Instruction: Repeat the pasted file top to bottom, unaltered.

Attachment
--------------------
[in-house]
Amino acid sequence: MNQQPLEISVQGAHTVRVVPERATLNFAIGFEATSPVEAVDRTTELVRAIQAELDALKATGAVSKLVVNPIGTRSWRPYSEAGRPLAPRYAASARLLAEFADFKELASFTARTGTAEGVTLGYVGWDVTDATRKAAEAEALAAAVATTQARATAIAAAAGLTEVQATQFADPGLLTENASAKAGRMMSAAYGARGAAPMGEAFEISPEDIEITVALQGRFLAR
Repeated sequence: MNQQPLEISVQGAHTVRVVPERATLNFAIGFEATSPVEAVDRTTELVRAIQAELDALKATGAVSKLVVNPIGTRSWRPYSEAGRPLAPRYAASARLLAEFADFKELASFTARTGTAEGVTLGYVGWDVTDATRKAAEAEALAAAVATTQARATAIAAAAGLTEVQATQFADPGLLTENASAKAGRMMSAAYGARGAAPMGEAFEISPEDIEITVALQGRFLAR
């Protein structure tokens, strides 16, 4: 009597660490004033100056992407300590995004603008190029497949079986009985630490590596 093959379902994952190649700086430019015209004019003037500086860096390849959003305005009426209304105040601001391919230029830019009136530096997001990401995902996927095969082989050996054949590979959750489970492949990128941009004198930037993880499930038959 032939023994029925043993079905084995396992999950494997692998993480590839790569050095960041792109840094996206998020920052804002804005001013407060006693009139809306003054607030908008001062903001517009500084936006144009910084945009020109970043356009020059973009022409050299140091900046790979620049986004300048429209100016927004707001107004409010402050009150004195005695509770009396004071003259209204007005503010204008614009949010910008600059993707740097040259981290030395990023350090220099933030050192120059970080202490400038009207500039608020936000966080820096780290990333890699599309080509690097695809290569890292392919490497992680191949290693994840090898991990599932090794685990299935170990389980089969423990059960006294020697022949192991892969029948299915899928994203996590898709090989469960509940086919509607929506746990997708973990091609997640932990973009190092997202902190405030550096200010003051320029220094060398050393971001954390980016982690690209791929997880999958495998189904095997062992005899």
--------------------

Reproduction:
[in-house]
Amino acid sequence: MNQQPLEISVQGAHTVRVVPERATLNFAIGFEATSPVEAVDRTTELVRAIQAELDALKATGAVSKLVVNPIGTRSWRPYSEAGRPLAPRYAASARLLAEFADFKELASFTARTGTAEGVTLGYVGWDVTDATRKAAEAEALAAAVATTQARATAIAAAAGLTEVQATQFADPGLLTENASAKAGRMMSAAYGARGAAPMGEAFEISPEDIEITVALQGRFLAR
Repeated sequence: MNQQPLEISVQGAHTVRVVPERATLNFAIGFEATSPVEAVDRTTELVRAIQAELDALKATGAVSKLVVNPIGTRSWRPYSEAGRPLAPRYAASARLLAEFADFKELASFTARTGTAEGVTLGYVGWDVTDATRKAAEAEALAAAVATTQARATAIAAAAGLTEVQATQFADPGLLTENASAKAGRMMSAAYGARGAAPMGEAFEISPEDIEITVALQGRFLAR
């Protein structure tokens, strides 16, 4: 009597660490004033100056992407300590995004603008190029497949079986009985630490590596 093959379902994952190649700086430019015209004019003037500086860096390849959003305005009426209304105040601001391919230029830019009136530096997001990401995902996927095969082989050996054949590979959750489970492949990128941009004198930037993880499930038959 032939023994029925043993079905084995396992999950494997692998993480590839790569050095960041792109840094996206998020920052804002804005001013407060006693009139809306003054607030908008001062903001517009500084936006144009910084945009020109970043356009020059973009022409050299140091900046790979620049986004300048429209100016927004707001107004409010402050009150004195005695509770009396004071003259209204007005503010204008614009949010910008600059993707740097040259981290030395990023350090220099933030050192120059970080202490400038009207500039608020936000966080820096780290990333890699599309080509690097695809290569890292392919490497992680191949290693994840090898991990599932090794685990299935170990389980089969423990059960006294020697022949192991892969029948299915899928994203996590898709090989469960509940086919509607929506746990997708973990091609997640932990973009190092997202902190405030550096200010003051320029220094060398050393971001954390980016982690690209791929997880999958495998189904095997062992005899």